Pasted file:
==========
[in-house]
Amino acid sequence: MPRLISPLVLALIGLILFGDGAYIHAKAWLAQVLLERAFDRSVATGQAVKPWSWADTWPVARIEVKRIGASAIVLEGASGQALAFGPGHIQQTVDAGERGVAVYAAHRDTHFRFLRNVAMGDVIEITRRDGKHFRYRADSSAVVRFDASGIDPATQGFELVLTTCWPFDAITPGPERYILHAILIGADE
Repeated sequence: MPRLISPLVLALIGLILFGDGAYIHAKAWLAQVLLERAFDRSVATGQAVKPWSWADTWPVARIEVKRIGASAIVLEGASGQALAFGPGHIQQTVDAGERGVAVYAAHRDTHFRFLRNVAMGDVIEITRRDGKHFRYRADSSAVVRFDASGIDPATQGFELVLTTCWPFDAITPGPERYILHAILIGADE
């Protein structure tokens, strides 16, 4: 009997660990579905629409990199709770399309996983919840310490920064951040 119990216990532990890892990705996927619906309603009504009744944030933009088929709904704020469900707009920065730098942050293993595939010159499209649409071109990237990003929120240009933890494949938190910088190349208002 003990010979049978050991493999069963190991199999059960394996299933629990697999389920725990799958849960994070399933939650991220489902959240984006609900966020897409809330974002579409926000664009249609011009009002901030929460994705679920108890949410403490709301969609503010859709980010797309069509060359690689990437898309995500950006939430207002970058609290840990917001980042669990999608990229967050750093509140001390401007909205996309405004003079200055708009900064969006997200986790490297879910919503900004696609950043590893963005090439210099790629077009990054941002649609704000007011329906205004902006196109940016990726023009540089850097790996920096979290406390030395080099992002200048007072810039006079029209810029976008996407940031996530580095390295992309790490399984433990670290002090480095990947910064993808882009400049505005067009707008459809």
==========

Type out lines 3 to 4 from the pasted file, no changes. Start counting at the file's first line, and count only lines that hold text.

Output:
Repeated sequence: MPRLISPLVLALIGLILFGDGAYIHAKAWLAQVLLERAFDRSVATGQAVKPWSWADTWPVARIEVKRIGASAIVLEGASGQALAFGPGHIQQTVDAGERGVAVYAAHRDTHFRFLRNVAMGDVIEITRRDGKHFRYRADSSAVVRFDASGIDPATQGFELVLTTCWPFDAITPGPERYILHAILIGADE
């Protein structure tokens, strides 16, 4: 009997660990579905629409990199709770399309996983919840310490920064951040 119990216990532990890892990705996927619906309603009504009744944030933009088929709904704020469900707009920065730098942050293993595939010159499209649409071109990237990003929120240009933890494949938190910088190349208002 003990010979049978050991493999069963190991199999059960394996299933629990697999389920725990799958849960994070399933939650991220489902959240984006609900966020897409809330974002579409926000664009249609011009009002901030929460994705679920108890949410403490709301969609503010859709980010797309069509060359690689990437898309995500950006939430207002970058609290840990917001980042669990999608990229967050750093509140001390401007909205996309405004003079200055708009900064969006997200986790490297879910919503900004696609950043590893963005090439210099790629077009990054941002649609704000007011329906205004902006196109940016990726023009540089850097790996920096979290406390030395080099992002200048007072810039006079029209810029976008996407940031996530580095390295992309790490399984433990670290002090480095990947910064993808882009400049505005067009707008459809």